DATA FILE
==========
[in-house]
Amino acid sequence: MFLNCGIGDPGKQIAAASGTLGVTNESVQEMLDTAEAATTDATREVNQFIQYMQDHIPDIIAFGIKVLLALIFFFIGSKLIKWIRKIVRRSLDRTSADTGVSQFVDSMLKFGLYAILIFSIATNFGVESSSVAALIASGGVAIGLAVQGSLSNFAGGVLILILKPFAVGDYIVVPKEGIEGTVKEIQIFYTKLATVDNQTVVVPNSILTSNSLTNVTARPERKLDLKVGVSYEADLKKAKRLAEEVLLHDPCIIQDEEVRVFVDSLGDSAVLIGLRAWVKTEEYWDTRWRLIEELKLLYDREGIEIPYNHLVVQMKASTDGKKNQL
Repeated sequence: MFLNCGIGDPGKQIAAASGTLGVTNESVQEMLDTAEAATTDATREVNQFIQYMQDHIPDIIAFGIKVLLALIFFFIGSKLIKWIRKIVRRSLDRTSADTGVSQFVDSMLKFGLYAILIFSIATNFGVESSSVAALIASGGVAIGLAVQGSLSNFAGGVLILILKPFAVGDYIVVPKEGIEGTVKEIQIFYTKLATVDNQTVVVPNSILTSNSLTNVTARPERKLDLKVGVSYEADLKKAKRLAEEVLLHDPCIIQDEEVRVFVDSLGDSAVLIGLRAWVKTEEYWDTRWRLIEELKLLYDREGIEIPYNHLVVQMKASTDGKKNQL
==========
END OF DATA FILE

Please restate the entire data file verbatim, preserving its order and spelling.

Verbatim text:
[in-house]
Amino acid sequence: MFLNCGIGDPGKQIAAASGTLGVTNESVQEMLDTAEAATTDATREVNQFIQYMQDHIPDIIAFGIKVLLALIFFFIGSKLIKWIRKIVRRSLDRTSADTGVSQFVDSMLKFGLYAILIFSIATNFGVESSSVAALIASGGVAIGLAVQGSLSNFAGGVLILILKPFAVGDYIVVPKEGIEGTVKEIQIFYTKLATVDNQTVVVPNSILTSNSLTNVTARPERKLDLKVGVSYEADLKKAKRLAEEVLLHDPCIIQDEEVRVFVDSLGDSAVLIGLRAWVKTEEYWDTRWRLIEELKLLYDREGIEIPYNHLVVQMKASTDGKKNQL
Repeated sequence: MFLNCGIGDPGKQIAAASGTLGVTNESVQEMLDTAEAATTDATREVNQFIQYMQDHIPDIIAFGIKVLLALIFFFIGSKLIKWIRKIVRRSLDRTSADTGVSQFVDSMLKFGLYAILIFSIATNFGVESSSVAALIASGGVAIGLAVQGSLSNFAGGVLILILKPFAVGDYIVVPKEGIEGTVKEIQIFYTKLATVDNQTVVVPNSILTSNSLTNVTARPERKLDLKVGVSYEADLKKAKRLAEEVLLHDPCIIQDEEVRVFVDSLGDSAVLIGLRAWVKTEEYWDTRWRLIEELKLLYDREGIEIPYNHLVVQMKASTDGKKNQL